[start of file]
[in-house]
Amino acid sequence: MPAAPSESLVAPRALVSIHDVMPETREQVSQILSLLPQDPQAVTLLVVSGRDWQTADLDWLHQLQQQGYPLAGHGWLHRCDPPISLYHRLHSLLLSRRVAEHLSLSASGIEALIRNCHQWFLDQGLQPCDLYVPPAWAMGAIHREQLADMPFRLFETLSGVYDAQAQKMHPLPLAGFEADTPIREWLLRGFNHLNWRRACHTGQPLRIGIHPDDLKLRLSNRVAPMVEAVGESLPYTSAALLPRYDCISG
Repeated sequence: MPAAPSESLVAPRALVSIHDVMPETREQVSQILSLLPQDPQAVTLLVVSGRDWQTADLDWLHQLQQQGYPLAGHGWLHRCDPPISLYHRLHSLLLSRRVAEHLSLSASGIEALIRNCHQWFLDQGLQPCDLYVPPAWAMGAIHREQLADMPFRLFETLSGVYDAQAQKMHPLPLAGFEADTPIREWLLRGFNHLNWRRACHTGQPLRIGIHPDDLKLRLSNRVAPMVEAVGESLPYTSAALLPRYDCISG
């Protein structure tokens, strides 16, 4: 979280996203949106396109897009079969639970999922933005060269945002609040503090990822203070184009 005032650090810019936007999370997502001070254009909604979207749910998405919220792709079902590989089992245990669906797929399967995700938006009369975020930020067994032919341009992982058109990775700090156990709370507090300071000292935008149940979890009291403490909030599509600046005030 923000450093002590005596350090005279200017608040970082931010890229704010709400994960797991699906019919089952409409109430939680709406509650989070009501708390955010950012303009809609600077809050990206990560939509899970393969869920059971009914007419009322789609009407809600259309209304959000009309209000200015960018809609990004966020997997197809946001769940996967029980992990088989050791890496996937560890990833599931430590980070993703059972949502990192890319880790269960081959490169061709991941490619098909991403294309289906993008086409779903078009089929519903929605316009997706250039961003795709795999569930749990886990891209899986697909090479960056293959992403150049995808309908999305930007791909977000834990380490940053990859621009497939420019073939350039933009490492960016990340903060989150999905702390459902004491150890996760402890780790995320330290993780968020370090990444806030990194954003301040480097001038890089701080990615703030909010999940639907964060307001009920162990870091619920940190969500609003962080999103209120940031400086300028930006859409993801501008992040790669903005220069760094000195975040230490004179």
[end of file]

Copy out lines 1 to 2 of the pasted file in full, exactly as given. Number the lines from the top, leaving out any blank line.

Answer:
[in-house]
Amino acid sequence: MPAAPSESLVAPRALVSIHDVMPETREQVSQILSLLPQDPQAVTLLVVSGRDWQTADLDWLHQLQQQGYPLAGHGWLHRCDPPISLYHRLHSLLLSRRVAEHLSLSASGIEALIRNCHQWFLDQGLQPCDLYVPPAWAMGAIHREQLADMPFRLFETLSGVYDAQAQKMHPLPLAGFEADTPIREWLLRGFNHLNWRRACHTGQPLRIGIHPDDLKLRLSNRVAPMVEAVGESLPYTSAALLPRYDCISG